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Ilhan Omar’s comments aren’t anti-semitic in nature | The Triangle

Ilhan Omar’s comments aren’t anti-semitic in nature

Photograph courtesy of Olivier Douliery at Abaca Press/TNS

Last week, Somali congresswoman Ilhan Omar was under intense scrutiny for her comments on Twitter about Israel-Palestine relations and was under pressure from her party to apologize. President Trump even called for her resignation. When GOP leader Kevin McCarthy threatened discipline for Ilhan Omar and Rashida Tlaib due to their criticism of the state of Israel, Omar replied, “It’s all about the Benjamins baby!”

Her tweets imply Democratic members’ support of Israel through lobbyist donations. The American Israel Public Affairs Committee, a pro-Israel lobby, does in fact gain financial incentives from Democratic members. Although it was a grave generalization on her part in asserting that the US-Israel alliance is based solely on money, I do not feel that her comments were anti-semitic in nature.

Antisemitism is defined as a prejudice of Jews, yet congresswoman Omar has proven to be an advocate for diversity. She is the first Somali-American Muslim Congresswoman and has been attacked for her identity, facing the double standard that Trump and even McCarthy himself were not held to for their comments in the past.

By pointing out the exceedingly influential and problematic role lobbyists play in our governmental institutions, Omar’s intentions are clear, however, she acknowledged how her words may have come across, and so she apologized out of decency and respect for her party members and people who felt that her comments had anti-semitic tropes. In doing so, she listened to her party members and issued an apology that acknowledges the voices of others. She did not succumb to attacks on her own identity as a Somali-American in an increasingly Islamophobic administration.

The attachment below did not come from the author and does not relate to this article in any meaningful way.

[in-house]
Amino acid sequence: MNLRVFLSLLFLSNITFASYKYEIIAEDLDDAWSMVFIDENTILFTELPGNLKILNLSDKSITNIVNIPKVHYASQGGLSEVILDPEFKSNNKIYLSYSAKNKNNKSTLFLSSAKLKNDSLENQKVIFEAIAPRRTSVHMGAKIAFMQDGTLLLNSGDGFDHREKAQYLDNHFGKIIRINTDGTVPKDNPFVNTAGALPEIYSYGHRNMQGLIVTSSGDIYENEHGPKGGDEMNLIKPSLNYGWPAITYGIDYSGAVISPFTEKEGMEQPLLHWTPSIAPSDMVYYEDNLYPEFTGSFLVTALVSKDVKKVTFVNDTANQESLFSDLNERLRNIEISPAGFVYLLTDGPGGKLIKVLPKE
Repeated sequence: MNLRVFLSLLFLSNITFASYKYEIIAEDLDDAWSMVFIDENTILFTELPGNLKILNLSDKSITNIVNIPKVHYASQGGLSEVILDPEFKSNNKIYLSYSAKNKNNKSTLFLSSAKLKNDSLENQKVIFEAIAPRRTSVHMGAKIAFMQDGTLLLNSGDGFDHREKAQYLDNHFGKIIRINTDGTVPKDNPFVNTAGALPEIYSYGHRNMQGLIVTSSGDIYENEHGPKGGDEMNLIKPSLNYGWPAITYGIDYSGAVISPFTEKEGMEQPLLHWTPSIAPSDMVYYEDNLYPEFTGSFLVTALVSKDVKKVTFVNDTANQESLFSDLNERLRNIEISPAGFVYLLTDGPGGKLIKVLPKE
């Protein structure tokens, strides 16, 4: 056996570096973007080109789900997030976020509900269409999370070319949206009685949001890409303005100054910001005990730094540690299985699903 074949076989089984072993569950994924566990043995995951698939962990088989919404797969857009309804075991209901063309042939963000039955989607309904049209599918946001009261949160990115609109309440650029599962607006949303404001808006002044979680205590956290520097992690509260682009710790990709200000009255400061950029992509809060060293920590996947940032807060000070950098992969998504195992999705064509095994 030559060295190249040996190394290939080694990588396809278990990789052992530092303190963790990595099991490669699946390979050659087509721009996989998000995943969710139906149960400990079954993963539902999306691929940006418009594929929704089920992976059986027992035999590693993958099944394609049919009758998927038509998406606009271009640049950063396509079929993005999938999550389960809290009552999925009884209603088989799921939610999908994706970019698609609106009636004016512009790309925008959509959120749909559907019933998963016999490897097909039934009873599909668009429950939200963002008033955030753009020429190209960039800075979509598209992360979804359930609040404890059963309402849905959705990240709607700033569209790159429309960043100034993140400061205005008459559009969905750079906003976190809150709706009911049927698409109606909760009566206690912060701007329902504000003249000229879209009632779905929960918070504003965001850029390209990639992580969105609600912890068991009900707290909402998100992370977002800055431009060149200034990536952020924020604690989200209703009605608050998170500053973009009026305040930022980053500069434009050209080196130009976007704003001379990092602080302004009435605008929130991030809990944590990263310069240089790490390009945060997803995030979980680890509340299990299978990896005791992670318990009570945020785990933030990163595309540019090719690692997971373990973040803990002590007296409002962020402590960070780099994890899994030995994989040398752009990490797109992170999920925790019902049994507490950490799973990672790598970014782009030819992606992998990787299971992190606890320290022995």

Although I do not believe that Congresswoman Omar, in supporting the BDS movement and advocating for the end of occupation by Israel, is anti-semitic, I do believe that party members had the right to voice their concerns over her comments. Drawing from this, Omar’s critique of the state of Israel should not be generalized as prejudice towards Jews, because the state and civilians of the state should not be equated.

It is important to acknowledge a history of antisemitism, but how is silencing any critique of the state creating equal discourse? What we see is one-sided discourse, and both Tlaib and Omar have attempted to have voices in a debate where pro-Palestinian dissenters are often excluded as anti-semitic when this is not the case. In conflating anti-Zionism with anti-semitism, opponents of the women have fundamentally defined how discourse about Palestine and Israel should follow.

With diversity in congress, we can not expect homogenous opinions and debates, and in silencing any critique of the state of Israel, there is only the deflecting of voices that belong in this conversation.